Black writers have reflected and shaped our cultural heritage. Richard Wright’s works have served as important literary landmarks in our history. Wright was born in Mississipi in 1908 and made his transition in 1960 in Paris. Being a Chicago native, I always like to mention a writer's Chicago connection. When he wrote his very first novel titled "Cesspool," but later renamed, "Lawd Today", he lived in Chicago on 4831 S. Vincennes Avenue. He lived there from 1927-1936. In 2010 that home was designated an historical landmark. Wright's work includes:
Recently, I discovered one of Wright's books called, “Haiku – The Last Poems,” thanks to a special request from my late father’s best friend, Joseph Dean LaRue. In fact, I will pause a moment here to dedicate this post in memory of this voracious reader who was also the “1st Black Assistant Dean of the University of Chicago, docent emeritus of the Chicago Architecture Foundation, could cook a mean pot of gumbo” according to one of his beloved daughter Christine’s endearing facebook posts. He lived until 94 but passed during the pandemic. I'm so thankful to have known him and was honored to try to keep up with his literary appetite. It is a blessing to serve a community that seeks to expand their knowledge base and explore the rich history that we are a part even though up in age.
When I began to read the poetry snippets in "Haiku," I knew I’d found a new literary companion to sink my eye-teeth into. Since each poem Is so short and follows a special 5-7-5 syllable counted pattern it seems each word must be well selected to be able to hold at least 5 times its normal grammatical weight. Somehow because of the condensed nature of these mini-poems, the amount of time they linger in the mind is way out of proportion to its size. Check this one out:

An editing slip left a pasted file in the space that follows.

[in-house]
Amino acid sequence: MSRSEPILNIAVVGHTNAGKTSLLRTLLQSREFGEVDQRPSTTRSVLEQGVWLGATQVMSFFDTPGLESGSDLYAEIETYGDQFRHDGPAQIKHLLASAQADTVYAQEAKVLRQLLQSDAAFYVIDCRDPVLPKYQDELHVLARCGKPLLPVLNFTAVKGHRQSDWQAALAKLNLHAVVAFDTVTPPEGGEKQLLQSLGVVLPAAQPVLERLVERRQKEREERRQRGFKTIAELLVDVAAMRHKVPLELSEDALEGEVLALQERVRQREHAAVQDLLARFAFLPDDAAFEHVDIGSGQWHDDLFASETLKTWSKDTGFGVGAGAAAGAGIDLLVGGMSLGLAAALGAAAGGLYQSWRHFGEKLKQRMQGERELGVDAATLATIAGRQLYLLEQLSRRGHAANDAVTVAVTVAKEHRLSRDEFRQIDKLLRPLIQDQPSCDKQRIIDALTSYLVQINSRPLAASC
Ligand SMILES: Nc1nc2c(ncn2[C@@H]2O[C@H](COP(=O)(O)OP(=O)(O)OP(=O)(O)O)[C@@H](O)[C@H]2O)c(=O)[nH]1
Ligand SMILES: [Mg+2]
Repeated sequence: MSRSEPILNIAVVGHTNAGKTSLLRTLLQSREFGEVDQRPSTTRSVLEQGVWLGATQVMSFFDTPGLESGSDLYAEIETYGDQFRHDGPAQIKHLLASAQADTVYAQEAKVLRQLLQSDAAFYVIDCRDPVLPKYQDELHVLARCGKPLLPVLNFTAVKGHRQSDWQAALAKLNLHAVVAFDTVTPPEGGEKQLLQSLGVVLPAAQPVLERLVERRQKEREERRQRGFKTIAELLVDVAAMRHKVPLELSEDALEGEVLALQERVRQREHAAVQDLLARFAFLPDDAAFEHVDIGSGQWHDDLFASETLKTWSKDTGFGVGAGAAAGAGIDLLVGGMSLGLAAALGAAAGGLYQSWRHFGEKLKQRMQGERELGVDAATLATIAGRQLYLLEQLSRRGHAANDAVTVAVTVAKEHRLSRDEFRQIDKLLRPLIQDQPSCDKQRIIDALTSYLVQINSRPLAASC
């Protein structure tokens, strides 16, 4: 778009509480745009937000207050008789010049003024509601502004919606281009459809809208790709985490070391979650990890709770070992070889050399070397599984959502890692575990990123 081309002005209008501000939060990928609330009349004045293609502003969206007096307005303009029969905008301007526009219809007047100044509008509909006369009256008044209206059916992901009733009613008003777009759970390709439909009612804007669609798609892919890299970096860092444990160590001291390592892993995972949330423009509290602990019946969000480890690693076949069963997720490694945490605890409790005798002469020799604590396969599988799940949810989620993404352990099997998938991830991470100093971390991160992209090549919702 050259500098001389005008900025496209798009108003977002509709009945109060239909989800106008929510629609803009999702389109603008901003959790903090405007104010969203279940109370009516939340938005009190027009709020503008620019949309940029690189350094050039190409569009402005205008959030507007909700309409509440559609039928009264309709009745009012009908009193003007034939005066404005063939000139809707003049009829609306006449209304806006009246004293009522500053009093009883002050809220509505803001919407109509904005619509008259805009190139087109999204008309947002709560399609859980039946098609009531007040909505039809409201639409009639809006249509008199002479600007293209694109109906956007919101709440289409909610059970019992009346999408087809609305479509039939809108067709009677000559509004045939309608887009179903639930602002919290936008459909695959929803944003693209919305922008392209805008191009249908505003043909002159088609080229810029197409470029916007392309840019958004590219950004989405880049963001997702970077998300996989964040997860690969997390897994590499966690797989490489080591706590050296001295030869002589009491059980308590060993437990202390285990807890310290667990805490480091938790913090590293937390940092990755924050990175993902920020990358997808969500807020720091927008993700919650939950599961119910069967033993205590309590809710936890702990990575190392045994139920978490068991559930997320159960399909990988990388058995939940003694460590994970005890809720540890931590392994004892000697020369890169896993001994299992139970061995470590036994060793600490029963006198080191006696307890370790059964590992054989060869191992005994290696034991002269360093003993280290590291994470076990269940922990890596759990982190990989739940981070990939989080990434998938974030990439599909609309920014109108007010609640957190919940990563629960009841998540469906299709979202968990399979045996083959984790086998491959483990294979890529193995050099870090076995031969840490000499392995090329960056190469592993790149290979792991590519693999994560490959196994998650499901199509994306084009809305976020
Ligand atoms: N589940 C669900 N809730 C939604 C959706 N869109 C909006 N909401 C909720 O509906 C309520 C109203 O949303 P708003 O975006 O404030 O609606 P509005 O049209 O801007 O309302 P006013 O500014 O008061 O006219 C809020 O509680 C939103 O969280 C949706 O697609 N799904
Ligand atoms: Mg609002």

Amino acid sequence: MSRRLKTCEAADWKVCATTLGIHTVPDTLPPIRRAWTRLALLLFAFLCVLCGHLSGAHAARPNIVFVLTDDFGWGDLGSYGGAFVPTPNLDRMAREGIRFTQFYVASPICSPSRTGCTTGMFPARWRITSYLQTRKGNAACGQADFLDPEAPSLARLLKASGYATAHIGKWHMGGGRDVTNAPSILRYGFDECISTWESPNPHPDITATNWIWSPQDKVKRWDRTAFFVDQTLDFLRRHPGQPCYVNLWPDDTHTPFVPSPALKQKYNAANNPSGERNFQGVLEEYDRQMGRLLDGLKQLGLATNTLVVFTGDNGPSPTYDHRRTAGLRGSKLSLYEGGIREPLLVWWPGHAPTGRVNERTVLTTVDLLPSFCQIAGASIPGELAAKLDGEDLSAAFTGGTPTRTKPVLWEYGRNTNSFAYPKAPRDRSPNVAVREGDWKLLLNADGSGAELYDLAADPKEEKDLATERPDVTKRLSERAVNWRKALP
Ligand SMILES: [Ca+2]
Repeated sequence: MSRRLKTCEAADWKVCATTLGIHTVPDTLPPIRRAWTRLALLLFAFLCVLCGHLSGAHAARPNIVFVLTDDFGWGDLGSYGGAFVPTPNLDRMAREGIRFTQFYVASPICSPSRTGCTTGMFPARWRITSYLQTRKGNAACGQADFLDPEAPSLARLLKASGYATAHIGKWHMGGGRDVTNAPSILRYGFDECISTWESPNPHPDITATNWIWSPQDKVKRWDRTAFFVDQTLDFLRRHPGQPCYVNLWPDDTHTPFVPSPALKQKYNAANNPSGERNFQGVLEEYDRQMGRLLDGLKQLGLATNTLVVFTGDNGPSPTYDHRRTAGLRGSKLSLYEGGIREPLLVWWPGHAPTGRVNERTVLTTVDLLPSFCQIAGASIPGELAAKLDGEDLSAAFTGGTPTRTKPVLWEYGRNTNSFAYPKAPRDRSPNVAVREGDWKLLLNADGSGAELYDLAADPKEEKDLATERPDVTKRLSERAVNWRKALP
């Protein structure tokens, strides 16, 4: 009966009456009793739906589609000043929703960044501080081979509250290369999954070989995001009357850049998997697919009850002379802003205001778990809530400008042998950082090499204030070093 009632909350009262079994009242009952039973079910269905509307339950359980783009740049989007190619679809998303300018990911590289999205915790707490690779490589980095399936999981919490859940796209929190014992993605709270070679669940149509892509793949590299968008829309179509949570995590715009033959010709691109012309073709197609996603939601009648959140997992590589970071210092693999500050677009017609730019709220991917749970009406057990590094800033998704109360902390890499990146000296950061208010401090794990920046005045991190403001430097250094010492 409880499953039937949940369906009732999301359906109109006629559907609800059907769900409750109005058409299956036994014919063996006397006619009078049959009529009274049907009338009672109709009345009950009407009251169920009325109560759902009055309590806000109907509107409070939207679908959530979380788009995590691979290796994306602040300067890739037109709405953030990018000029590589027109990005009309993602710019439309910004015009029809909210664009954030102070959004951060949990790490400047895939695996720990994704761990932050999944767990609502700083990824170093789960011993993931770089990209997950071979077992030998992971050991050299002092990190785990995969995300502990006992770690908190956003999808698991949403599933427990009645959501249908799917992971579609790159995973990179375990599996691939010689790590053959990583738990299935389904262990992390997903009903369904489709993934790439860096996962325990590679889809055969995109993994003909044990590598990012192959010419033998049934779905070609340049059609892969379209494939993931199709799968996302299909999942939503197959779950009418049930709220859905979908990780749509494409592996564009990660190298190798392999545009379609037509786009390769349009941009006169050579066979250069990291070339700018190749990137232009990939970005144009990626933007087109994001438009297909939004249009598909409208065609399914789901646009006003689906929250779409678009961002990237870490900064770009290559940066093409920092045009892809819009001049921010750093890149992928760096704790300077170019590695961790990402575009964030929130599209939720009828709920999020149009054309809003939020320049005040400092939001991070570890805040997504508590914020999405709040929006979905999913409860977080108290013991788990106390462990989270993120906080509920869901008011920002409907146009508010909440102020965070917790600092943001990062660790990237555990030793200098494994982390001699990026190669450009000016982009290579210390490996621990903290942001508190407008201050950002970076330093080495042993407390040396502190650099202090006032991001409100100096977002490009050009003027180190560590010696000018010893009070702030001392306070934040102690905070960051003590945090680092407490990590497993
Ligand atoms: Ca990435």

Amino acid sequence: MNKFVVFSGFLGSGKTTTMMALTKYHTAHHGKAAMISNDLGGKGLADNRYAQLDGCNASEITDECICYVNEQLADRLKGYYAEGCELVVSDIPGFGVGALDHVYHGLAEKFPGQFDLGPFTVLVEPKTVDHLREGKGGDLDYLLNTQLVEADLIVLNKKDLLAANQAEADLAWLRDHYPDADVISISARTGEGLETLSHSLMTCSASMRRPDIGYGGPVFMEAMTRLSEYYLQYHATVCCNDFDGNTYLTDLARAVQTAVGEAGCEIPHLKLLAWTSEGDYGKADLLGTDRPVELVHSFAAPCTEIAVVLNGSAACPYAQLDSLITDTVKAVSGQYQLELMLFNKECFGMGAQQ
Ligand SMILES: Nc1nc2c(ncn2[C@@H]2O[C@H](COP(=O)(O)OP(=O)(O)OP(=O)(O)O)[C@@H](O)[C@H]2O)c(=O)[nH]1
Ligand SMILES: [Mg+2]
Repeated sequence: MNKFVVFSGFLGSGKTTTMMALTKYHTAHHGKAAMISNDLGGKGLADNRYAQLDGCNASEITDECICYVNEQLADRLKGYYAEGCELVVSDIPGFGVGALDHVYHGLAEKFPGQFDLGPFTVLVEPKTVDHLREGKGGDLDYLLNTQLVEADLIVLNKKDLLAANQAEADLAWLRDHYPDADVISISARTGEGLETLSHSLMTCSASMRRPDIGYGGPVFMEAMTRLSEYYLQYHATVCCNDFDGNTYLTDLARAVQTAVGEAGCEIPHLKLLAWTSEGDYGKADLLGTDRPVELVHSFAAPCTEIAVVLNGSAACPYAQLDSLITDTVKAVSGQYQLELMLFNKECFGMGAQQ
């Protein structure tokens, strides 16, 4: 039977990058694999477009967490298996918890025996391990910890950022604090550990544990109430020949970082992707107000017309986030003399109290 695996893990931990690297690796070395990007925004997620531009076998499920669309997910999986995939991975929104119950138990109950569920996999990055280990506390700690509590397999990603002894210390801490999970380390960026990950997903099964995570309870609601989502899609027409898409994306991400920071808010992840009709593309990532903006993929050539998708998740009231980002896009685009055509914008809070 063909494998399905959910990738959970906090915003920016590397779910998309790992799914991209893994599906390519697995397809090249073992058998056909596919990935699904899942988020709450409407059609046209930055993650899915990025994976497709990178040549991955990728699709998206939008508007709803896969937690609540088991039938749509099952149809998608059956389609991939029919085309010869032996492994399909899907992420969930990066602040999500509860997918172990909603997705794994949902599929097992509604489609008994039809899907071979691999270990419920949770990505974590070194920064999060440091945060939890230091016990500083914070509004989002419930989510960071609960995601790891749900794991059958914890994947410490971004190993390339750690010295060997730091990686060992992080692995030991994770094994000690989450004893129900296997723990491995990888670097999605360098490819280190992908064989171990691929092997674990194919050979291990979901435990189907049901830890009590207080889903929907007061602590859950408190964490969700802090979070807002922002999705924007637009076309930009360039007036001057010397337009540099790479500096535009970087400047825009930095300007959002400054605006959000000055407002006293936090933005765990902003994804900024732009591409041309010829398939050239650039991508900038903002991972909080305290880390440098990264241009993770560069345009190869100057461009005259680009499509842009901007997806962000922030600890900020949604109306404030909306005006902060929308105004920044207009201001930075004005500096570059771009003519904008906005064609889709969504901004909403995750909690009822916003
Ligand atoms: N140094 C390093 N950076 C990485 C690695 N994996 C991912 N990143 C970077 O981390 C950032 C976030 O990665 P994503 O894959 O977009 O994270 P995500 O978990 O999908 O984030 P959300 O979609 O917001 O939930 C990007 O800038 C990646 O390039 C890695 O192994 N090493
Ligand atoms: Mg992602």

Upon my first read, questions automatically arose in my mind, but seemingly abruptly, the poem finishes leaving the reader to fin for themselves to figure it all out . To fill in the gap, up bubbles the imagination to fill in the gaps. Ahh, the pictures then paint themselves on the canvas of the mind.
I must admit that Richard Wright was not my first choice in author selection of books to read. I allowed the original version of the movie “Native Son” to forever taint my understanding of whatever message the book was trying to convey. I’ve come to know, that it is often the movie version of a book that falls far short from the gems to be gained from the book. An example of this is “ The Color Purple.” I absolutely hated the movie’s depiction of Black men. Sure, there were parts that were interesting, but this for me didn’t outweigh the loss. Plus, it didn't even seem to come close to resembling the book which I read first. I walked away with a net negative balance that was made worse by societal stereotypes that were running on automatic pilot.